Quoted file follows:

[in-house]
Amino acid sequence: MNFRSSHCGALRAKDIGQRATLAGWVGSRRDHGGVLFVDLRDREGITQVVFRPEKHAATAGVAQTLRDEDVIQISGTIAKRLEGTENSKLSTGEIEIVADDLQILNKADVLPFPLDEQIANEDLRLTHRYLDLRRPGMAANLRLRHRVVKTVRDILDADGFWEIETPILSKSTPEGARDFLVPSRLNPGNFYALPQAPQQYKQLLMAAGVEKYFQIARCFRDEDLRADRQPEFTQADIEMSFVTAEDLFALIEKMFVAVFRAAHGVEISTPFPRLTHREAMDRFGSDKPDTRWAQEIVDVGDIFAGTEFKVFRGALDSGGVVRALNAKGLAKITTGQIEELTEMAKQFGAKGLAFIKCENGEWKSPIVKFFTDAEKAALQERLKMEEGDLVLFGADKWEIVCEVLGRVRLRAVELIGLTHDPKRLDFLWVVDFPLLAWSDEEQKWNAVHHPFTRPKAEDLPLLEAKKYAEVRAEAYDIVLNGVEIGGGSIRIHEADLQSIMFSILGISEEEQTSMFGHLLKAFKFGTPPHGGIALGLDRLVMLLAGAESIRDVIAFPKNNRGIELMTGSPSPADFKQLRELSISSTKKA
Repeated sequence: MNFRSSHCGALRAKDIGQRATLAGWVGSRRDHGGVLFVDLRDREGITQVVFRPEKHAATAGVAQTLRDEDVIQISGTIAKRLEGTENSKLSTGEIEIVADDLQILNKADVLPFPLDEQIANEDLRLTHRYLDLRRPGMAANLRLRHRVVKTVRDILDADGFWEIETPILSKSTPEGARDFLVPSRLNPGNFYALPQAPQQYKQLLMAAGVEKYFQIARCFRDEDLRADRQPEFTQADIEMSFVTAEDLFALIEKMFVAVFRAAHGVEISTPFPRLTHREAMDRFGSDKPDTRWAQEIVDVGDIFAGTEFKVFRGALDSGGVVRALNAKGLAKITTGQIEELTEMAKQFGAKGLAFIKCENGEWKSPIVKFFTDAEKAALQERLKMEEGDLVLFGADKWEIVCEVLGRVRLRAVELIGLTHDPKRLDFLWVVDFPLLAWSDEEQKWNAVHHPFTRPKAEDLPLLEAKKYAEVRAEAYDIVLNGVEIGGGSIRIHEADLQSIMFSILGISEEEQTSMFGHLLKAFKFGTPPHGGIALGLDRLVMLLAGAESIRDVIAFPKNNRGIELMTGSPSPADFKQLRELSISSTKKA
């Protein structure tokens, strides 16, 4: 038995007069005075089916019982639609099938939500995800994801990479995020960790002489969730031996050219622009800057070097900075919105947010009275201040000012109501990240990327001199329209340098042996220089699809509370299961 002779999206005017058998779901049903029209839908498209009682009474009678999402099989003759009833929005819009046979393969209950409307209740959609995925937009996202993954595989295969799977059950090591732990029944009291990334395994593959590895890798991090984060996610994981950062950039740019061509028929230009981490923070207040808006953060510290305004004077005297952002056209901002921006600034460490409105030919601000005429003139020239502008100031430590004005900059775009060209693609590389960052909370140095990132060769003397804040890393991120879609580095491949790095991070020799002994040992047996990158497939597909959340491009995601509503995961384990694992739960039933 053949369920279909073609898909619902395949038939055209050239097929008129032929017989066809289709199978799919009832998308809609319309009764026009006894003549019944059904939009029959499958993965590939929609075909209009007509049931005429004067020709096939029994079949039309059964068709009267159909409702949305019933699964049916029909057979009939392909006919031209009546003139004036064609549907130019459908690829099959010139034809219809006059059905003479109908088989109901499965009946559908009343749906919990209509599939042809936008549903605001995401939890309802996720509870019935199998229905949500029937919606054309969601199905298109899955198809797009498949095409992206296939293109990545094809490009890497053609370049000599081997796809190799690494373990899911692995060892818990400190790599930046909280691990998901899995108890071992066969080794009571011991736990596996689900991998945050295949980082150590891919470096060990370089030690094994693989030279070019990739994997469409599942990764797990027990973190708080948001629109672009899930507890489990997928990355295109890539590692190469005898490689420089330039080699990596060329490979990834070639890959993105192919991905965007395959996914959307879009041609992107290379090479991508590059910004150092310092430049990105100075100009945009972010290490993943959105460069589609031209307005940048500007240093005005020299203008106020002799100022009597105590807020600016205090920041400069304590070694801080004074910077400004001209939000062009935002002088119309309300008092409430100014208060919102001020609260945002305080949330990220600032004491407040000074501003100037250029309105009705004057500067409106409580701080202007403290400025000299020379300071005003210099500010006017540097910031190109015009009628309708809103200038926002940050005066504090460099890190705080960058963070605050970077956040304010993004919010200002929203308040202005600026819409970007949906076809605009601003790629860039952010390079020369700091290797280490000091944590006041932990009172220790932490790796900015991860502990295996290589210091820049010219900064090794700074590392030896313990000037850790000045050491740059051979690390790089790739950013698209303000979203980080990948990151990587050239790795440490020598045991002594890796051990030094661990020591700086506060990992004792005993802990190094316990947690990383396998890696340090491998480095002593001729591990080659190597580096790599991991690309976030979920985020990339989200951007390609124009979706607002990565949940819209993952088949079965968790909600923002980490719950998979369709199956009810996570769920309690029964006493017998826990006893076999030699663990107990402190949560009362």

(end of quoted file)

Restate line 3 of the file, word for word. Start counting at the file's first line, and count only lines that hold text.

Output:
Repeated sequence: MNFRSSHCGALRAKDIGQRATLAGWVGSRRDHGGVLFVDLRDREGITQVVFRPEKHAATAGVAQTLRDEDVIQISGTIAKRLEGTENSKLSTGEIEIVADDLQILNKADVLPFPLDEQIANEDLRLTHRYLDLRRPGMAANLRLRHRVVKTVRDILDADGFWEIETPILSKSTPEGARDFLVPSRLNPGNFYALPQAPQQYKQLLMAAGVEKYFQIARCFRDEDLRADRQPEFTQADIEMSFVTAEDLFALIEKMFVAVFRAAHGVEISTPFPRLTHREAMDRFGSDKPDTRWAQEIVDVGDIFAGTEFKVFRGALDSGGVVRALNAKGLAKITTGQIEELTEMAKQFGAKGLAFIKCENGEWKSPIVKFFTDAEKAALQERLKMEEGDLVLFGADKWEIVCEVLGRVRLRAVELIGLTHDPKRLDFLWVVDFPLLAWSDEEQKWNAVHHPFTRPKAEDLPLLEAKKYAEVRAEAYDIVLNGVEIGGGSIRIHEADLQSIMFSILGISEEEQTSMFGHLLKAFKFGTPPHGGIALGLDRLVMLLAGAESIRDVIAFPKNNRGIELMTGSPSPADFKQLRELSISSTKKA